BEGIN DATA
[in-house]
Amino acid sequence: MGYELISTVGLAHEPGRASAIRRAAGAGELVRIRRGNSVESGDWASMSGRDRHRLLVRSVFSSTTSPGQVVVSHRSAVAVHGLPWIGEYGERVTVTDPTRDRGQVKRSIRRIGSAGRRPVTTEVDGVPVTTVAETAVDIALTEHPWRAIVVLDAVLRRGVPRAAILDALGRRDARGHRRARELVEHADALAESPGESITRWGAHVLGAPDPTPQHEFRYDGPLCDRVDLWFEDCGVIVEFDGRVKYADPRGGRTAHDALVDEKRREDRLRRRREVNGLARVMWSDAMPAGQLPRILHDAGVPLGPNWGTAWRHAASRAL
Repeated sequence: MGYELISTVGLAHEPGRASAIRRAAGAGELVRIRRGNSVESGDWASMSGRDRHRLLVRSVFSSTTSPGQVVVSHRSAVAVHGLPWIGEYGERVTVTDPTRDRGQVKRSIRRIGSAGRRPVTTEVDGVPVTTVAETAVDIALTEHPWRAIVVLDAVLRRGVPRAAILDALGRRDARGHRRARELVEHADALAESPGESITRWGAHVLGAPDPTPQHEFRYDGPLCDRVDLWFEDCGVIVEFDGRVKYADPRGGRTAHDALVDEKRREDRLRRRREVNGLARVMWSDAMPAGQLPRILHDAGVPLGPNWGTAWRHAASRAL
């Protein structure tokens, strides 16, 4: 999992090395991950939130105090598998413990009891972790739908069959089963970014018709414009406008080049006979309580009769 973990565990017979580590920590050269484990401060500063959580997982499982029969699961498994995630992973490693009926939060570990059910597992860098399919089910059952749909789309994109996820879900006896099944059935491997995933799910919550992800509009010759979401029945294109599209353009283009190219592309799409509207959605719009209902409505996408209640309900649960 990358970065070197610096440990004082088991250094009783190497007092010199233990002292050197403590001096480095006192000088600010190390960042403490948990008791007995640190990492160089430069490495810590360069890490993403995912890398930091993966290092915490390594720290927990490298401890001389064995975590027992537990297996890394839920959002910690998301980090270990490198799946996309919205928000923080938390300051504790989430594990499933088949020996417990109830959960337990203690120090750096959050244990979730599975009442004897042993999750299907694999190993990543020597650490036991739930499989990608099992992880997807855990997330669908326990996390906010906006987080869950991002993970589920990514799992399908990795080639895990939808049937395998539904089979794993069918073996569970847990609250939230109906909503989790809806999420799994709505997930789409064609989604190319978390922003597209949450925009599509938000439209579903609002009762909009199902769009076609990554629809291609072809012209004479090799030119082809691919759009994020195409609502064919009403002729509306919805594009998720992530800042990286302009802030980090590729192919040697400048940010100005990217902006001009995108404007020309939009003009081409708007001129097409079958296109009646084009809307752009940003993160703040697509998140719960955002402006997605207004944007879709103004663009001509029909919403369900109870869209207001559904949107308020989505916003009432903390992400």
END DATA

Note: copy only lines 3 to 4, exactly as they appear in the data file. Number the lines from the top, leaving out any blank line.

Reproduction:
Repeated sequence: MGYELISTVGLAHEPGRASAIRRAAGAGELVRIRRGNSVESGDWASMSGRDRHRLLVRSVFSSTTSPGQVVVSHRSAVAVHGLPWIGEYGERVTVTDPTRDRGQVKRSIRRIGSAGRRPVTTEVDGVPVTTVAETAVDIALTEHPWRAIVVLDAVLRRGVPRAAILDALGRRDARGHRRARELVEHADALAESPGESITRWGAHVLGAPDPTPQHEFRYDGPLCDRVDLWFEDCGVIVEFDGRVKYADPRGGRTAHDALVDEKRREDRLRRRREVNGLARVMWSDAMPAGQLPRILHDAGVPLGPNWGTAWRHAASRAL
């Protein structure tokens, strides 16, 4: 999992090395991950939130105090598998413990009891972790739908069959089963970014018709414009406008080049006979309580009769 973990565990017979580590920590050269484990401060500063959580997982499982029969699961498994995630992973490693009926939060570990059910597992860098399919089910059952749909789309994109996820879900006896099944059935491997995933799910919550992800509009010759979401029945294109599209353009283009190219592309799409509207959605719009209902409505996408209640309900649960 990358970065070197610096440990004082088991250094009783190497007092010199233990002292050197403590001096480095006192000088600010190390960042403490948990008791007995640190990492160089430069490495810590360069890490993403995912890398930091993966290092915490390594720290927990490298401890001389064995975590027992537990297996890394839920959002910690998301980090270990490198799946996309919205928000923080938390300051504790989430594990499933088949020996417990109830959960337990203690120090750096959050244990979730599975009442004897042993999750299907694999190993990543020597650490036991739930499989990608099992992880997807855990997330669908326990996390906010906006987080869950991002993970589920990514799992399908990795080639895990939808049937395998539904089979794993069918073996569970847990609250939230109906909503989790809806999420799994709505997930789409064609989604190319978390922003597209949450925009599509938000439209579903609002009762909009199902769009076609990554629809291609072809012209004479090799030119082809691919759009994020195409609502064919009403002729509306919805594009998720992530800042990286302009802030980090590729192919040697400048940010100005990217902006001009995108404007020309939009003009081409708007001129097409079958296109009646084009809307752009940003993160703040697509998140719960955002402006997605207004944007879709103004663009001509029909919403369900109870869209207001559904949107308020989505916003009432903390992400």